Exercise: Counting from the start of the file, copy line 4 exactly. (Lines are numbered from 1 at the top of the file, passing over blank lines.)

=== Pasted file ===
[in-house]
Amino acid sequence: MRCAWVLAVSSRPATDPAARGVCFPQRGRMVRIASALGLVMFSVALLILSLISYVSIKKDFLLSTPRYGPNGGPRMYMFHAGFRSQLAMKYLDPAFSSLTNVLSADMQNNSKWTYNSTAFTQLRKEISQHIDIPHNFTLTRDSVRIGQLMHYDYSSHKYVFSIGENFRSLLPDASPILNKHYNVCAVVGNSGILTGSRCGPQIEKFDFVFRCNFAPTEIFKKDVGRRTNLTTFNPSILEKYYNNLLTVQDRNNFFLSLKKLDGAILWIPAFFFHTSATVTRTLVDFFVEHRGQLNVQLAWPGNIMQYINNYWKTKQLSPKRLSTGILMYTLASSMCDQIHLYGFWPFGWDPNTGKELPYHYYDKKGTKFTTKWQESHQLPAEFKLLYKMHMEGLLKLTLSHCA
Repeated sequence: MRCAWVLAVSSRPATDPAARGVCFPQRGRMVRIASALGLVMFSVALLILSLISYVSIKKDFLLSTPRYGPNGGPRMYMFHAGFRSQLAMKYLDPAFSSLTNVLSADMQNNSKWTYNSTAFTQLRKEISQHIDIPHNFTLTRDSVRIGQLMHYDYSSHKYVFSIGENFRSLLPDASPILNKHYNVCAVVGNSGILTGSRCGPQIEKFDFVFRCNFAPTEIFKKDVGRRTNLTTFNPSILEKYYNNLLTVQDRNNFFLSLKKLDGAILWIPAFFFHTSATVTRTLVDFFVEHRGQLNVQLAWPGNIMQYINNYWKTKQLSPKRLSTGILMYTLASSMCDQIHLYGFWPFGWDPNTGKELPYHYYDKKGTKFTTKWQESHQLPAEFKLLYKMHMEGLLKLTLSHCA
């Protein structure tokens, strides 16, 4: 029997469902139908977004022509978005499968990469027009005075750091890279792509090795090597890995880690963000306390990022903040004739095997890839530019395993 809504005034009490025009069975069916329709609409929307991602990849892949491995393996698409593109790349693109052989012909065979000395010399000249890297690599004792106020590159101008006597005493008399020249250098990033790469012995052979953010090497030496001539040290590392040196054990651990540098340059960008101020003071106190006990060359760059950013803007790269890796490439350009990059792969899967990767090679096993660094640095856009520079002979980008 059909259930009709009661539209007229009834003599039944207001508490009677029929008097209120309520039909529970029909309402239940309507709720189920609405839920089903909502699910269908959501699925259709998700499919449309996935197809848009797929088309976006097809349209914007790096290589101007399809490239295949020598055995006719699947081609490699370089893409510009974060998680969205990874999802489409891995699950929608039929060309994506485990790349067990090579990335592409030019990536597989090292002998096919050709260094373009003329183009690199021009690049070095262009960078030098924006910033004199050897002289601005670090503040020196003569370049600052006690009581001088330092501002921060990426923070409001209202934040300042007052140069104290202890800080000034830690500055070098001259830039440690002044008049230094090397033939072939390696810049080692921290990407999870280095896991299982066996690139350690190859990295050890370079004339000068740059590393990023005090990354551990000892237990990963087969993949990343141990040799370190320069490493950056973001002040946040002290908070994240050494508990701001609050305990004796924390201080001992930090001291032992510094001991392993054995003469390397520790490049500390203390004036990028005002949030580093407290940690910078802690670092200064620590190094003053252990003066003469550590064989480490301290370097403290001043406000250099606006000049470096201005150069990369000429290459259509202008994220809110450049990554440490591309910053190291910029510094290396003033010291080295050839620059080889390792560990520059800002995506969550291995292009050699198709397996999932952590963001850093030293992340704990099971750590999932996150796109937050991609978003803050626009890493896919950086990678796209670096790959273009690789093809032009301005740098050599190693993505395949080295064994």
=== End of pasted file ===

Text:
């Protein structure tokens, strides 16, 4: 029997469902139908977004022509978005499968990469027009005075750091890279792509090795090597890995880690963000306390990022903040004739095997890839530019395993 809504005034009490025009069975069916329709609409929307991602990849892949491995393996698409593109790349693109052989012909065979000395010399000249890297690599004792106020590159101008006597005493008399020249250098990033790469012995052979953010090497030496001539040290590392040196054990651990540098340059960008101020003071106190006990060359760059950013803007790269890796490439350009990059792969899967990767090679096993660094640095856009520079002979980008 059909259930009709009661539209007229009834003599039944207001508490009677029929008097209120309520039909529970029909309402239940309507709720189920609405839920089903909502699910269908959501699925259709998700499919449309996935197809848009797929088309976006097809349209914007790096290589101007399809490239295949020598055995006719699947081609490699370089893409510009974060998680969205990874999802489409891995699950929608039929060309994506485990790349067990090579990335592409030019990536597989090292002998096919050709260094373009003329183009690199021009690049070095262009960078030098924006910033004199050897002289601005670090503040020196003569370049600052006690009581001088330092501002921060990426923070409001209202934040300042007052140069104290202890800080000034830690500055070098001259830039440690002044008049230094090397033939072939390696810049080692921290990407999870280095896991299982066996690139350690190859990295050890370079004339000068740059590393990023005090990354551990000892237990990963087969993949990343141990040799370190320069490493950056973001002040946040002290908070994240050494508990701001609050305990004796924390201080001992930090001291032992510094001991392993054995003469390397520790490049500390203390004036990028005002949030580093407290940690910078802690670092200064620590190094003053252990003066003469550590064989480490301290370097403290001043406000250099606006000049470096201005150069990369000429290459259509202008994220809110450049990554440490591309910053190291910029510094290396003033010291080295050839620059080889390792560990520059800002995506969550291995292009050699198709397996999932952590963001850093030293992340704990099971750590999932996150796109937050991609978003803050626009890493896919950086990678796209670096790959273009690789093809032009301005740098050599190693993505395949080295064994």